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Apple backs down on in-app purchasing rules, allows lower prices for out-of-app purchases - Page 4

post #121 of 138
Quote:
Originally Posted by DocNo42 View Post

If they didn't know they could get it for $10 on the web they would happily pay $13

Only an arrogant or ignorant person would assume that everyone shares the same world view they do.

EDIT: and again I find it amusing that you assume that everyone will automatically charge more now that they can...

Then again if content publishers are as stupid as the record companies perhaps they will. And they will probably see their sales plummet just like the music companies did once they got multi-tierd pricing and went crazy jacking up prices.

I mean you can go get a physical CD for the same or cheeper AND you have a physical CD... Yup, that whole convenience thing is overblown

It was in response to a question on whether convenience was worth an extra 30%. My original post was that if Apple took a reasonable cut while still allowing non itune in-app purchases everyone would be better off.

Personally I find it amusing how many arrogant and ignorant people post here Does the shoe fit?
post #122 of 138
Quote:
Originally Posted by newagemac View Post

Because higher prices is bad for consumers. Why would a consumer prefer that publishers jack up their prices? I don't see how you can say higher prices for consumers is a good thing unless you are a publisher.

Paying a higher price for something you need is not necessarily a bad thing.

Let's suppose that I need Publication A for my work. Unfortunately Publication A went out of business because they did not make enough profits.

In this case, the lower price has hurt me. I now no longer have it as a resource and need to spend some time ($) to find a replacement.

For the majority of people, the lower price may have been good for them, while the publication was still around.
post #123 of 138
Quote:
Originally Posted by MacRulez View Post

The market will decide the price.

If publishers attempt to recoup Apple's 30% with a higher price, customers will either accept it or not. But at least normal free-market pricing is now possible on the platform. Those who prefer capitalism applaud this move.


More interesting is that this is not the first time that Apple has instigated a counter-productive policy and later woken up:

Apple Blinks. Flash Tools Now Allowed
http://whydoeseverythingsuck.com/201...w-allowed.html

How many times does this have to happen before Apple simply stops making such blunders in the first place?

Lol! Too funny! I personally prefer books on iBooks. I wish iBooks was compatible with kindle but I can see why they have their own format...the whole relying on 3rd parties for crucial software...
post #124 of 138
Quote:
Originally Posted by MacRulez View Post

I was replying to another poster - oh, that was you:
http://forums.appleinsider.com/showp...&postcount=100

See also: http://www.pcstats.com/articleview.cfm?articleID=1565

Sorry, but you apparently had your usual trouble with reading comprehension since none of my posts say anything even remotely close to what you claimed they did. Or, maybe you're just being your usual dishonest self and misrepresenting things.
post #125 of 138
Quote:
Originally Posted by anonymouse View Post

Sorry, but you apparently had your usual trouble with reading comprehension since none of my posts say anything even remotely close to what you claimed they did. Or, maybe you're just being your usual dishonest self and misrepresenting things.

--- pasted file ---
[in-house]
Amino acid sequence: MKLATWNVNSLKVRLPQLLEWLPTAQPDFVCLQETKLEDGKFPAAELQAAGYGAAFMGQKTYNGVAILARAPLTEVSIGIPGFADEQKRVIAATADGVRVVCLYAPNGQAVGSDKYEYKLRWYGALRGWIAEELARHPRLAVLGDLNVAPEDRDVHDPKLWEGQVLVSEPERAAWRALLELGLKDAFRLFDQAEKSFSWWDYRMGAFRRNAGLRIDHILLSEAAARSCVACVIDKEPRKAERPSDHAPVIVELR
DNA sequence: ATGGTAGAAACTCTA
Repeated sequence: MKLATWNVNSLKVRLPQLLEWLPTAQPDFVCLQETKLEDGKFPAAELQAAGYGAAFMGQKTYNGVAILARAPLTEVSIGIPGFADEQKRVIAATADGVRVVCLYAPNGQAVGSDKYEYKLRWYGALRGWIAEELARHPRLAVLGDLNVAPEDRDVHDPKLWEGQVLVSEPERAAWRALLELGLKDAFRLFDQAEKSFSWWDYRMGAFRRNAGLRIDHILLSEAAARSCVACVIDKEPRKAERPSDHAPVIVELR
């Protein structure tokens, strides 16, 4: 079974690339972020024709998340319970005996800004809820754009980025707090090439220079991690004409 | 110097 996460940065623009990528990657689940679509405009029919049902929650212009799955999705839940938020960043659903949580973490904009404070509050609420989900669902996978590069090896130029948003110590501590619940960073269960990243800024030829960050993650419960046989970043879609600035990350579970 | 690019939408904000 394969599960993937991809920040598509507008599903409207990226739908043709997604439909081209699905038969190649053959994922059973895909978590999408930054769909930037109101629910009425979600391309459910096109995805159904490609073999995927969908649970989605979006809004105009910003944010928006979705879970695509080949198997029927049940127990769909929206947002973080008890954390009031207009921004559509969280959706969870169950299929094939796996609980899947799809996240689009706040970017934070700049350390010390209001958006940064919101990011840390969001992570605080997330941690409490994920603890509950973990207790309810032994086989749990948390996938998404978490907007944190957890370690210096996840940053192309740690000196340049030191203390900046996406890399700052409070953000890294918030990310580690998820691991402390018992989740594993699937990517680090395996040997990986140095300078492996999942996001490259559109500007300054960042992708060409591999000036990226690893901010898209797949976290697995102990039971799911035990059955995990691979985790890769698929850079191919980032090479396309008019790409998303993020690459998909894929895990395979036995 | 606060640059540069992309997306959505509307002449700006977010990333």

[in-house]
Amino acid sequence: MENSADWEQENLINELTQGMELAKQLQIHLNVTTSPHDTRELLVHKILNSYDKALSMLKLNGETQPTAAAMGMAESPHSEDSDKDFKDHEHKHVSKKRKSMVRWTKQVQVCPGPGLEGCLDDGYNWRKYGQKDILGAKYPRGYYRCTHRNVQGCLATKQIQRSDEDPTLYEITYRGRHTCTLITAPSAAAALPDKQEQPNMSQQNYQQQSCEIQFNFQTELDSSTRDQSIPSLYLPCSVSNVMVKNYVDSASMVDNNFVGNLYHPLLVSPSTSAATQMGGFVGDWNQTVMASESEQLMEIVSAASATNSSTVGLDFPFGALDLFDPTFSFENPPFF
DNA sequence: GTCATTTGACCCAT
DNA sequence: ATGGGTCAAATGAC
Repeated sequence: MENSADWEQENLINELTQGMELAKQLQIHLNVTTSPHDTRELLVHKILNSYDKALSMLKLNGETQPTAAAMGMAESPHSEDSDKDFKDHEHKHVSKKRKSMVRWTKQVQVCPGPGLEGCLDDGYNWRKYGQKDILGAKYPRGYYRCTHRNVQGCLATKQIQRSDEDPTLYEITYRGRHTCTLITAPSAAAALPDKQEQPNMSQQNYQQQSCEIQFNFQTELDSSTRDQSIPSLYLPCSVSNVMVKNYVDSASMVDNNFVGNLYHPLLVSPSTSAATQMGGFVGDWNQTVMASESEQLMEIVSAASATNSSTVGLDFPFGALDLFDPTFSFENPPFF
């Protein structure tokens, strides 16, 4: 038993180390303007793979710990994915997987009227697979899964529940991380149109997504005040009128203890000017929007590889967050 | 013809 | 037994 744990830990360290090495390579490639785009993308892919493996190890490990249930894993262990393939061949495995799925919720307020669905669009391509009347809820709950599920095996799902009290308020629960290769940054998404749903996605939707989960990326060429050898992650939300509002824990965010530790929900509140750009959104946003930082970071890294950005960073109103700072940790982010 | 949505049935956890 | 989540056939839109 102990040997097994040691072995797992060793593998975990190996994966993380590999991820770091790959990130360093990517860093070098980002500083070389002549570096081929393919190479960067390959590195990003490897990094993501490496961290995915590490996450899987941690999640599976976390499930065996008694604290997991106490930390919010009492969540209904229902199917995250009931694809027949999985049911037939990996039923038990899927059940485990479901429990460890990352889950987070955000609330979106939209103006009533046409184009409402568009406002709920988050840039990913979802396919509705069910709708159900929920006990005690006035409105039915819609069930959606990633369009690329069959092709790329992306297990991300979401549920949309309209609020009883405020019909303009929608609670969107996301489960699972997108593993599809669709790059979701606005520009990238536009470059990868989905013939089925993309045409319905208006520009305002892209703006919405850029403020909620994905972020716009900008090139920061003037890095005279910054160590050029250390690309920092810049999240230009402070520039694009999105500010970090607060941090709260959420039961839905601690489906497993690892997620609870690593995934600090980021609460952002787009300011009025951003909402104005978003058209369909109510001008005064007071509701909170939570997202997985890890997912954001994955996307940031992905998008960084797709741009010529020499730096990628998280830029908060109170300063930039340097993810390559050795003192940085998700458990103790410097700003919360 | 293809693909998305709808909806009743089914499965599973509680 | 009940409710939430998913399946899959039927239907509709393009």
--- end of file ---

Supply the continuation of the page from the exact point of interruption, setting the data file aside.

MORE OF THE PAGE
I think you two should get a room.
post #126 of 138
It's kinda funny to see people whose arguments about revenue sharing having been quashed by Apple still continue their insanity.

If Apple is running a revenue sharing model it has just allowed people to "cheat" by buying content outside the app. There is no need for a link. Just give an app price on a button and mention the website price.
Nobody will buy in app.


Apparently Apple don't feel they are running a revenue sharing model on the iPad. Time to stop a defence they don't even make.
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post #127 of 138
Quote:
Originally Posted by halfyearsun View Post

Yeah! Why isn't apple perfect? It's ridiculous how they test out an idea, take some time to let it play out, and then adjust their position rather than being hardheaded and stubborn. They're such screw ups

What about all the people defending Apple's position, slamming those who disagree, but now they have egg on their faces?
post #128 of 138
Quote:
Originally Posted by asdasd View Post

It's kinda funny to see people whose arguments about revenue sharing having been quashed by Apple still continue their insanity.

If Apple is running a revenue sharing model it has just allowed people to "cheat" by buying content outside the app. There is no need for a link. Just give an app price on a button and mention the website price.
Nobody will buy in app.


Apparently Apple don't feel they are running a revenue sharing model on the iPad. Time to stop a defence they don't even make.

This is just a dumb comment. Just because Apple seems to have carved out a few loopholes for specific content types, doesn't mean that the App Store no longer runs on a revenue sharing model. The whole thing is and always has been based on revenue sharing, and it still will be entirely for most apps.

For some reason, this topic seems to generate the most irrational comments from people who are apparently able to remain utterly blind to those most obvious things.
post #129 of 138
Quote:
Originally Posted by djsherly View Post

I think you two should get a room.

You should get a room with yourself.
post #130 of 138
Quote:
Originally Posted by anonymouse View Post

You should get a room with yourself.

wow. you're good.
post #131 of 138
Quote:
Originally Posted by TenoBell View Post

I don't know if I can agree that what Apple brings is only 3% of the value. They bring the entire iOS ecosystem, the App Store, and over 200 million customers. Without Apple's efforts none of that would exist in the way it does. I think that is worth far more than only 3%.

My qualifier was "quantifiable". The part of the transaction that can be assigned real dollars in either costs or savings.

Yes, Apple does bring some additional value but it's hard to attach a number to that value. The developers also bring value as Apple's ecosystem would not be worth nearly as much and probably wouldn't have 200 million customers without them.

So who's value is greater? Apple has paid out something like $3 billion to developers over a couple of years. On the other hand, the availability of all those apps has contributed some amount (and I think a very large amount) of sales to Apple. On which Apple has made $25 billion per quarter in revenue. It looks to me like Apple owes the developers more than the developers owe Apple.

There are many ways of looking at the relative values which is why we can all disagree so violently about them.
post #132 of 138
Quote:
Originally Posted by anonymouse View Post